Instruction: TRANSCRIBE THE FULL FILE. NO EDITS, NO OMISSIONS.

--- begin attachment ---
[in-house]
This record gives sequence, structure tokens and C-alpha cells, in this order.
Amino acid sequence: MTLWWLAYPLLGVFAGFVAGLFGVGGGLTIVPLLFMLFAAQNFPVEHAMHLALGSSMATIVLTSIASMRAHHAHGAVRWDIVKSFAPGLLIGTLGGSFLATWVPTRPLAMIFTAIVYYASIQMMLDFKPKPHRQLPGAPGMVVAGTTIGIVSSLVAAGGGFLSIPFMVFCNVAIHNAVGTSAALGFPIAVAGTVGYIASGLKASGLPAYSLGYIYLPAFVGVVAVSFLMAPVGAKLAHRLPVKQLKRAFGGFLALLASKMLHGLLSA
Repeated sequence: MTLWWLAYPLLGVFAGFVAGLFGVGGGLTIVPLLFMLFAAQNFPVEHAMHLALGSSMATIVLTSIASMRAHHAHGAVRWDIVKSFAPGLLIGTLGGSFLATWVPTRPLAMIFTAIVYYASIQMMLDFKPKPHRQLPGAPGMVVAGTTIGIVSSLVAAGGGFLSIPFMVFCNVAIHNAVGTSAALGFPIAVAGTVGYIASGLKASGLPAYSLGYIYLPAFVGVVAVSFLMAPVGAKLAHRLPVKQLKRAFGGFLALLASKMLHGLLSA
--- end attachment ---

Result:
[in-house]
This record gives sequence, structure tokens and C-alpha cells, in this order.
Amino acid sequence: MTLWWLAYPLLGVFAGFVAGLFGVGGGLTIVPLLFMLFAAQNFPVEHAMHLALGSSMATIVLTSIASMRAHHAHGAVRWDIVKSFAPGLLIGTLGGSFLATWVPTRPLAMIFTAIVYYASIQMMLDFKPKPHRQLPGAPGMVVAGTTIGIVSSLVAAGGGFLSIPFMVFCNVAIHNAVGTSAALGFPIAVAGTVGYIASGLKASGLPAYSLGYIYLPAFVGVVAVSFLMAPVGAKLAHRLPVKQLKRAFGGFLALLASKMLHGLLSA
Repeated sequence: MTLWWLAYPLLGVFAGFVAGLFGVGGGLTIVPLLFMLFAAQNFPVEHAMHLALGSSMATIVLTSIASMRAHHAHGAVRWDIVKSFAPGLLIGTLGGSFLATWVPTRPLAMIFTAIVYYASIQMMLDFKPKPHRQLPGAPGMVVAGTTIGIVSSLVAAGGGFLSIPFMVFCNVAIHNAVGTSAALGFPIAVAGTVGYIASGLKASGLPAYSLGYIYLPAFVGVVAVSFLMAPVGAKLAHRLPVKQLKRAFGGFLALLASKMLHGLLSA